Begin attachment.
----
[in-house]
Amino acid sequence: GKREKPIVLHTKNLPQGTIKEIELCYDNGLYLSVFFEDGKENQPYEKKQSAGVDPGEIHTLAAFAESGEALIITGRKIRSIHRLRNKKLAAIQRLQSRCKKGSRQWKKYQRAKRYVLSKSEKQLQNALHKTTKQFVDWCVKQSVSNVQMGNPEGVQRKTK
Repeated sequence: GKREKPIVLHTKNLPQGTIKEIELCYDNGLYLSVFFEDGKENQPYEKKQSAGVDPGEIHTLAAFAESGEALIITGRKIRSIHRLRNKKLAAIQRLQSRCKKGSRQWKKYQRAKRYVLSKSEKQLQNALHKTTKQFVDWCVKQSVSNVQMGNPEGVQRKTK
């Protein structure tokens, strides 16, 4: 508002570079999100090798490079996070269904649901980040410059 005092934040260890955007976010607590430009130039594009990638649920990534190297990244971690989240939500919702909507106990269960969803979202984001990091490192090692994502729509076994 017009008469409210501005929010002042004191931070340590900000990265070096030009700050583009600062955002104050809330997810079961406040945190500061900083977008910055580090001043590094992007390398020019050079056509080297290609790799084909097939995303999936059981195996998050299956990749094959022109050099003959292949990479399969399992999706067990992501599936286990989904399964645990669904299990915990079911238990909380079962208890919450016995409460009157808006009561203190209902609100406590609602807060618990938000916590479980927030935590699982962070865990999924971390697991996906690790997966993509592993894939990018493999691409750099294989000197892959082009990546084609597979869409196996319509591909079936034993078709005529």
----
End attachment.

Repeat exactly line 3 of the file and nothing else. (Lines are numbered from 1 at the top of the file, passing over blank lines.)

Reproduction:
Repeated sequence: GKREKPIVLHTKNLPQGTIKEIELCYDNGLYLSVFFEDGKENQPYEKKQSAGVDPGEIHTLAAFAESGEALIITGRKIRSIHRLRNKKLAAIQRLQSRCKKGSRQWKKYQRAKRYVLSKSEKQLQNALHKTTKQFVDWCVKQSVSNVQMGNPEGVQRKTK